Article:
Pakistanis Will Always Remain Grateful to Qadeer Khan


When Pakistan’s nuclear program was facing formidable teething troubles a young patriotic man wrote to then democratically elected Prime Minister of Pakistan Zulfiqar Ali Bhutto that he could help his country in the development of a nuclear weapons program. The young man Dr. Abdul Qadeer Khan came to Pakistan in 1976 and subsequently fulfilled his sacred promise to the country. Whatever his other subsequent failings Dr Abdul Qadeer Khan was incorruptible as far as delivering on his promise to Pakistan was concerned. He never became a vulnerable target of all those foreign powers and vested interests which since 1976 sought to sabotage or abort Pakistan’s nuclear program. Khan delivered to Pakistan what has become the back-bone of its defense.  

Now as the proliferation crisis got complicated this national hero, who won the hearts and respect of millions inside Pakistan, appeared before the nation in a television address on February 4 to shoulder all responsibility for exporting nuclear technology, for whatever his subordinates did at KRL and has asked the nation and the President to forgive him for his mistakes. Dr, Khan said he did whatever he did “in good faith.” He also put in a mercy petition to the President.  

Significantly following his February 4 meeting with Qadeer Khan the President of the ruling party PML (Q) Chaudary Shujaat said that Qadeer Khan has not been corrupt and he has indulged in no wrong doing. Instead he accepted all responsibility to uphold “broader national interest.”  

Given this statement and the public’s faith in Dr. Qadeer Khan’s patriotism, it comes as no surprise that people are generally unwilling to accept the veracity of A Q Khan’s televised statement. They believe the statement does not reflect the truth. Khan’s monitors may have asked them to make it, many have said. His monitors have meanwhile maintained that they had been checking A Q Khans’ activities since mid 2000. KRL facilities were also ‘raided’ reportedly by a security agency. Yet because he was a national hero his ‘monitors’ say did not go public with their concerns.  

Whatever the truth the fact is that heroes, icons, generals and other entities, if unaccountable will never serve the nation well. Such unaccountable entities, especially those wielding power and authority, will create incongruities that will always militate against a smoothly functioning system of rule. Similarly a nation that allows its heroes, its great men or powerful generals to function beyond the pale of law, it does not serve them well. Unaccountable great men cease to be great for too long. Like the disobeying angel they can always turn to satanic ways. There is no escaping this law of Nature. Blame the unaccountable set-ups and those whoa re responsible for setting them up; not only those who take advantage of them.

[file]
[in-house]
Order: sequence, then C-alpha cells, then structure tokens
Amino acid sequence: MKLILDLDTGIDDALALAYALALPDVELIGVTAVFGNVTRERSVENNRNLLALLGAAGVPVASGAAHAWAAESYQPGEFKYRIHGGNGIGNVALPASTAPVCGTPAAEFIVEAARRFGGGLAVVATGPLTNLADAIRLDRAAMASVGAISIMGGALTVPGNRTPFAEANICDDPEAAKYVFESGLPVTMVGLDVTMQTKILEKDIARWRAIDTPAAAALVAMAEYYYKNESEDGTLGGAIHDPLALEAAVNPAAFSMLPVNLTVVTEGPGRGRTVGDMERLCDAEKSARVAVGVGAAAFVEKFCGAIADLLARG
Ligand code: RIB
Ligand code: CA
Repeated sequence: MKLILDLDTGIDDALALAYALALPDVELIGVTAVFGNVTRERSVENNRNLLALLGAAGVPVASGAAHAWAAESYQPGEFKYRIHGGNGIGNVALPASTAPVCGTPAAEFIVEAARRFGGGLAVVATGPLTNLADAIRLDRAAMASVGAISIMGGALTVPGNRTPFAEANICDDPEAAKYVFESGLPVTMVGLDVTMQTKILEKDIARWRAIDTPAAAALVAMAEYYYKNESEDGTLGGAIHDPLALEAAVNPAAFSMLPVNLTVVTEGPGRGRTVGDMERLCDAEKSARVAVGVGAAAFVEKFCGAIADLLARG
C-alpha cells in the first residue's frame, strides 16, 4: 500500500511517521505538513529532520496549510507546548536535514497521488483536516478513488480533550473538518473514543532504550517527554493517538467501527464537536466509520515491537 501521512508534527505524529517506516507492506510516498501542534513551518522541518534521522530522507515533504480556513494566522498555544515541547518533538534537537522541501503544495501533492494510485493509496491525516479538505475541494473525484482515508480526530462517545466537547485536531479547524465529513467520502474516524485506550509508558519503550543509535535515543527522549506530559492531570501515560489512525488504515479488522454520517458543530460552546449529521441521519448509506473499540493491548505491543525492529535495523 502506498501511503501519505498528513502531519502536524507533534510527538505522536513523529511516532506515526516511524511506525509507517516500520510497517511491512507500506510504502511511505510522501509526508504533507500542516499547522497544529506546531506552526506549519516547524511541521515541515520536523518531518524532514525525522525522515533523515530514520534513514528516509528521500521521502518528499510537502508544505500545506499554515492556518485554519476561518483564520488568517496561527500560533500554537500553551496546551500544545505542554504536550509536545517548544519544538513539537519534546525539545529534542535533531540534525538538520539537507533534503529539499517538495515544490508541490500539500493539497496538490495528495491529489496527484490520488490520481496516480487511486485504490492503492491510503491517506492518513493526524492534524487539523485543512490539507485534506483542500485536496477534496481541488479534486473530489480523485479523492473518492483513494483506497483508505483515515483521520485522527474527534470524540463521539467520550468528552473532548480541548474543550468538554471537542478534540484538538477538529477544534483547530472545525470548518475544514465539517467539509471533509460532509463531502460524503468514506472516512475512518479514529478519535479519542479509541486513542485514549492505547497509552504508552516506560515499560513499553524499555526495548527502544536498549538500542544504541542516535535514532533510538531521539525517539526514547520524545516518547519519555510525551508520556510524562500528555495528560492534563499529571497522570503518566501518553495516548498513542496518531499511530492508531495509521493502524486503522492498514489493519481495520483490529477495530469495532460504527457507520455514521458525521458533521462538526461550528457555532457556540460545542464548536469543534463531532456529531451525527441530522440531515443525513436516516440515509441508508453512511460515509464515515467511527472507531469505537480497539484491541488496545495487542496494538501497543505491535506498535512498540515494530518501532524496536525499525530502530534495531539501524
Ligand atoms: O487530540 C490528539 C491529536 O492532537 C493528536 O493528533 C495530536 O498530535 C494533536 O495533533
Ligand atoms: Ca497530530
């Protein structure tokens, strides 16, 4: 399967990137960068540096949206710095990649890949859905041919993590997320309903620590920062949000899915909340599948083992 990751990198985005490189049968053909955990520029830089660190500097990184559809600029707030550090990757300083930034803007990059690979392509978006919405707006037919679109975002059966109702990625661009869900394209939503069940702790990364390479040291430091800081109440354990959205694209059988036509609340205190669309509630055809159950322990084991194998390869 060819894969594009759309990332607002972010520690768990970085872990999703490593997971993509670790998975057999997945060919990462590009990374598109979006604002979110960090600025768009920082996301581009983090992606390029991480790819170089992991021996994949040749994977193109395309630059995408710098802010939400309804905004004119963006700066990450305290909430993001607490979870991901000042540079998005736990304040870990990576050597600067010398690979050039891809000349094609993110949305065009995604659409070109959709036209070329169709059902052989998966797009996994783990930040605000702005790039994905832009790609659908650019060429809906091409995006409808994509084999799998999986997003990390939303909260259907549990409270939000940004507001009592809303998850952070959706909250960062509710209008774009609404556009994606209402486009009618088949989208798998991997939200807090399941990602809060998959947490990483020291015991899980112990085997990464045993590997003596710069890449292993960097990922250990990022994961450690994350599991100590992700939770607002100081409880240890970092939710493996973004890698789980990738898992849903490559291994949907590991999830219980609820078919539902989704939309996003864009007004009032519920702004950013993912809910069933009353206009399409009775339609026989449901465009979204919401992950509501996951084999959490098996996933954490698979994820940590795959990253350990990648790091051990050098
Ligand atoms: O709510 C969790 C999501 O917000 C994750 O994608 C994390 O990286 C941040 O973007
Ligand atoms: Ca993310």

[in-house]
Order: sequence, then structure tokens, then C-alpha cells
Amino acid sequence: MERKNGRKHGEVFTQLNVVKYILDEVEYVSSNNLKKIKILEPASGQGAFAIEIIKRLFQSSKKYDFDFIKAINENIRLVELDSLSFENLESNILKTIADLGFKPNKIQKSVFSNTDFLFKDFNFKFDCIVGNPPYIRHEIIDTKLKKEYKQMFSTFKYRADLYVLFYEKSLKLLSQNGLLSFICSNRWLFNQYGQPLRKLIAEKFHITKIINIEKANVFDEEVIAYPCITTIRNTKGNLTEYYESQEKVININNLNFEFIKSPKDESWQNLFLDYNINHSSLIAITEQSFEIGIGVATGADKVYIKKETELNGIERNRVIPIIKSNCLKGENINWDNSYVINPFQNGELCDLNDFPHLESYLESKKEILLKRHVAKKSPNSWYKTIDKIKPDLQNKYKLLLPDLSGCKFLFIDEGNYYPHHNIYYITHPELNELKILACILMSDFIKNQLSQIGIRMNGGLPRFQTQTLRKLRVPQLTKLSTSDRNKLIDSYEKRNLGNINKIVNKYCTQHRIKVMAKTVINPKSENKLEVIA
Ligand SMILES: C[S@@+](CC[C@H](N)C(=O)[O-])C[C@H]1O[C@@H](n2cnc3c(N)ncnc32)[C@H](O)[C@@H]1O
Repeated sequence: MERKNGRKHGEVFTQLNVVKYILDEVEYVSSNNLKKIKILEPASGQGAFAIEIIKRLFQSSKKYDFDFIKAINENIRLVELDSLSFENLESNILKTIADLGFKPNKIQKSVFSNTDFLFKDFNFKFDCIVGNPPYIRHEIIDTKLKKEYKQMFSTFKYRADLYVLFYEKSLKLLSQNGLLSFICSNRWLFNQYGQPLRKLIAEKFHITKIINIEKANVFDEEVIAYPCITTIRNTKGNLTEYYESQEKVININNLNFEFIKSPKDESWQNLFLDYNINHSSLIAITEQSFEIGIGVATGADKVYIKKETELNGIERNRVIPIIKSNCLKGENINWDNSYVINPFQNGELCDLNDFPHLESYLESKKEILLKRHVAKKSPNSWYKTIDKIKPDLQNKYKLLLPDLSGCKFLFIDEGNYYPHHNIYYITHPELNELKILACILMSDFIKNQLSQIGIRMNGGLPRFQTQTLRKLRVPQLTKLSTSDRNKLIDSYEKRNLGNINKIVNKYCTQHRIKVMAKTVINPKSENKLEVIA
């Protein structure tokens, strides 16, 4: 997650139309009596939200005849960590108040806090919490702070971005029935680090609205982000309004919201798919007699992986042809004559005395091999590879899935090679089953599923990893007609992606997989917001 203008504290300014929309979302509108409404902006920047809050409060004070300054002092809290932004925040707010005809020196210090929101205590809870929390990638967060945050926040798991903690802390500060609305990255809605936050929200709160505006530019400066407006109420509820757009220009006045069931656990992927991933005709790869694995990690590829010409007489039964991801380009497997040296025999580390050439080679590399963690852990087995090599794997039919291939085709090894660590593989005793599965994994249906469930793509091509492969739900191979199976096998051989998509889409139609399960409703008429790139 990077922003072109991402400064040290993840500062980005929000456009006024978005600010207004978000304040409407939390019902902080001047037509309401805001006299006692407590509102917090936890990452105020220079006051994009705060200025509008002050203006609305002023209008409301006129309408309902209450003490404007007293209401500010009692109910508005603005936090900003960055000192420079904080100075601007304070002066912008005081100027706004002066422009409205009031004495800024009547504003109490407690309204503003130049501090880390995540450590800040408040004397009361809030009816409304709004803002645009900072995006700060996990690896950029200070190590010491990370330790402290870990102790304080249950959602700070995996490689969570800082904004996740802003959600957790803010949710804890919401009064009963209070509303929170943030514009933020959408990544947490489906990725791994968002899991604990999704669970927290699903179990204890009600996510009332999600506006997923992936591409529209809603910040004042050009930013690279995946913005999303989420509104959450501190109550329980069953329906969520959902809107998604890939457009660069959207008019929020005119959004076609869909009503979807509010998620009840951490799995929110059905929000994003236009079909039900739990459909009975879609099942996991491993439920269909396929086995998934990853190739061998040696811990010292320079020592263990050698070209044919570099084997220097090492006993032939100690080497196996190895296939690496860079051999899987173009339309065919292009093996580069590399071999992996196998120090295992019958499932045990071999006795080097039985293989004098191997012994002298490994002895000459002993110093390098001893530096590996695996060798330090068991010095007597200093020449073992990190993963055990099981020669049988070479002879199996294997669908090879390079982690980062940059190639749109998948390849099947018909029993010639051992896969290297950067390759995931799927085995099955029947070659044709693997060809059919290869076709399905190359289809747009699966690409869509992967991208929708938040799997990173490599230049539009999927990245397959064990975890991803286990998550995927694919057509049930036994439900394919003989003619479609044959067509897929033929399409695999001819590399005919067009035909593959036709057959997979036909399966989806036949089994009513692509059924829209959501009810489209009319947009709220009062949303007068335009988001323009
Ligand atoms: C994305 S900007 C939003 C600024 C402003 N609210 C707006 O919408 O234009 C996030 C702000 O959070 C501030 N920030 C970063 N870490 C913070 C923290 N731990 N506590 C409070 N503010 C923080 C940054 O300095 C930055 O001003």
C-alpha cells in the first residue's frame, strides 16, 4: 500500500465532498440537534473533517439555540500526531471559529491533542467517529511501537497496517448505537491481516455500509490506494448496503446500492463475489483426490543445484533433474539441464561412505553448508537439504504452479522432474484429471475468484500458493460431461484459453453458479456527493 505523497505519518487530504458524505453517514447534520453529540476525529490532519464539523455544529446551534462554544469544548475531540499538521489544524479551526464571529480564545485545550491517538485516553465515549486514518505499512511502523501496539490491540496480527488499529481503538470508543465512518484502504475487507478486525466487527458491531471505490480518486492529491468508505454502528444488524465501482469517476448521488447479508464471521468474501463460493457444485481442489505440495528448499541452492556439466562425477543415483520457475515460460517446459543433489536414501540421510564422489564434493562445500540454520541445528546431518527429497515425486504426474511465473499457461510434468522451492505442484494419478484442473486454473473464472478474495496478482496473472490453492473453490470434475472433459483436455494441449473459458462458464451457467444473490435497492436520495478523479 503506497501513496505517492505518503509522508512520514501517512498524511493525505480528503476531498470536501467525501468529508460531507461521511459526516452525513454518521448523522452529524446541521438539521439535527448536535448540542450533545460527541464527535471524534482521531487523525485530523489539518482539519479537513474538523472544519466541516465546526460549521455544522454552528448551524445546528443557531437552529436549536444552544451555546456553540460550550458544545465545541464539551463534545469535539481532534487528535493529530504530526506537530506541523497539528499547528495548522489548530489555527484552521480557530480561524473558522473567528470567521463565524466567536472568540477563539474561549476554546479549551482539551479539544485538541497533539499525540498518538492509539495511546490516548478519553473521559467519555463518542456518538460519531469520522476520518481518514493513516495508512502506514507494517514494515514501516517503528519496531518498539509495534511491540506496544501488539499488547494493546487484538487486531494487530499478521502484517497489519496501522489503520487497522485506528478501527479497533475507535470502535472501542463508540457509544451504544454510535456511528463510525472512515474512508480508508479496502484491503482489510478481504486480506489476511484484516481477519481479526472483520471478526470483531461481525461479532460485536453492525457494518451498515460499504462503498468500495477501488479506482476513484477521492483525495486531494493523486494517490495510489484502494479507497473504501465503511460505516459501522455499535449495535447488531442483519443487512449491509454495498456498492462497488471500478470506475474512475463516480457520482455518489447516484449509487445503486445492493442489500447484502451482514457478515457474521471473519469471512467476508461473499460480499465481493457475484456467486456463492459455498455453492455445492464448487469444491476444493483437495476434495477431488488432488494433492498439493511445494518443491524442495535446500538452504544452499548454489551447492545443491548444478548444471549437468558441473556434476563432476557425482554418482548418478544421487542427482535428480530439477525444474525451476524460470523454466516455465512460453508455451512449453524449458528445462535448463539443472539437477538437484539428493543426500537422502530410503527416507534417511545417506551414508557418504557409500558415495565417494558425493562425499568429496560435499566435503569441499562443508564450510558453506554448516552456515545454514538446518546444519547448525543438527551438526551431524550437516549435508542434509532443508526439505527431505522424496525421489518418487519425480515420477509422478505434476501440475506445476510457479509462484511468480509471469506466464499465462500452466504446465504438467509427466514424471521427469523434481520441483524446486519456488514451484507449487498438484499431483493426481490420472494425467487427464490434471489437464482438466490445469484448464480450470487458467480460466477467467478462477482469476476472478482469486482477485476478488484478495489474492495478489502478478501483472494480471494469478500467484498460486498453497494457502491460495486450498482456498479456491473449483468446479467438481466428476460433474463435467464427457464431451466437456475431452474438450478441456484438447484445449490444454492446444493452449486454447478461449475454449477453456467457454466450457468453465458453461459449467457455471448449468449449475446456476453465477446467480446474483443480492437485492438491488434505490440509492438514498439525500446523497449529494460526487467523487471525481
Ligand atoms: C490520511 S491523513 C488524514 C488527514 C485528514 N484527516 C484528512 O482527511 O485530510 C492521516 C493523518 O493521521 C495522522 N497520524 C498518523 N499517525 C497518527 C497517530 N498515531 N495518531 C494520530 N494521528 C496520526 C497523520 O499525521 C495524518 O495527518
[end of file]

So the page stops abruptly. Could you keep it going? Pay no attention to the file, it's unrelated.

These are the issues linked to the ‘responsibility question’ related to the workings of KRL. The army had control of the facility and hence they are responsible for any security breach. Some heads must roll from there too. Others refuse to believe that Qadeer Khan could take export nuclear technology on his own. The cry of scape-goating may not go away for a long time. It accentuates the civil-military divide within the realm of state and political power.  

The abiding civilian grouse is that civilians get hanged for no mistakes while blundering generals through out history have gone scot-free. Only two days ago while the national icon’s ‘confession-statement’ was being shared with the media the general who surrendered in Dhaka, who made fantastic plans for battle, died peacefully in his home-town. He escaped all accountability despite what was documented in the Hamood ur Rehman Commission Report. Such are the ironies, the absurdities of Pakistan’s power equation. Law here is not yet an equalizer. Power mainly remains the decider. Our destination has to be the rule of law; law has to be the ‘equalizer’ and the Constitution the giver of law.  

These are the issues of power, politics and governance that the proliferation crisis once highlights. As for security matters , those had to be dealt with in a manner that would avert any major crisis. It took Dr. Qadeer Khan’s statement to defuse the situation on the security front.  

Whatever his statement Pakistanis will forever remain grateful to this patriotic, even if subsequently misguided son of the soil, who helped the nation fulfill a dire security need.  

Pakistan’s people and state will probably together acknowledge that Pakistan’s defense is formidable because of your great contribution Dr Abdul Qadeer Khan. Your mistakes must be forgiven and forgotten. We are still proud of what you did for Pakistan.